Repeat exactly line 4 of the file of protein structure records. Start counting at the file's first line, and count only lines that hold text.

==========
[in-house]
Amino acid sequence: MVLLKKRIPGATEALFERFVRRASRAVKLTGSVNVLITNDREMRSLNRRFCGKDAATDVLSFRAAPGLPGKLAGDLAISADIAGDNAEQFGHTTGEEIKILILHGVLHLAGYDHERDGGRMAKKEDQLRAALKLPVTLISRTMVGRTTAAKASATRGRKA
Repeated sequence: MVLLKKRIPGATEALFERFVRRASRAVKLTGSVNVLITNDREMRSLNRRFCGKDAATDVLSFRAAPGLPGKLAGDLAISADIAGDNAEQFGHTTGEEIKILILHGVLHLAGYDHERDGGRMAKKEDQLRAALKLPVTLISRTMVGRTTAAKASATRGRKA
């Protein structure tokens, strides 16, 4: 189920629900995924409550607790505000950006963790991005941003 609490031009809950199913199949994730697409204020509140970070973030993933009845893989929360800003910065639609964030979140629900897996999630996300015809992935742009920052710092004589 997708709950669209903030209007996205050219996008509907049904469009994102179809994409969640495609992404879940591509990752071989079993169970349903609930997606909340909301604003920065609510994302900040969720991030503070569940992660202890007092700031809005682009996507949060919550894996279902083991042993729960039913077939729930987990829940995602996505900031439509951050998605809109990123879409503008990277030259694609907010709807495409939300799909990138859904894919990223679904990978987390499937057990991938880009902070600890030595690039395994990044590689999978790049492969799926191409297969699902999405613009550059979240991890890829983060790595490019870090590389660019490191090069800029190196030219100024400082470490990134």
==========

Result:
């Protein structure tokens, strides 16, 4: 189920629900995924409550607790505000950006963790991005941003 609490031009809950199913199949994730697409204020509140970070973030993933009845893989929360800003910065639609964030979140629900897996999630996300015809992935742009920052710092004589 997708709950669209903030209007996205050219996008509907049904469009994102179809994409969640495609992404879940591509990752071989079993169970349903609930997606909340909301604003920065609510994302900040969720991030503070569940992660202890007092700031809005682009996507949060919550894996279902083991042993729960039913077939729930987990829940995602996505900031439509951050998605809109990123879409503008990277030259694609907010709807495409939300799909990138859904894919990223679904990978987390499937057990991938880009902070600890030595690039395994990044590689999978790049492969799926191409297969699902999405613009550059979240991890890829983060790595490019870090590389660019490191090069800029190196030219100024400082470490990134």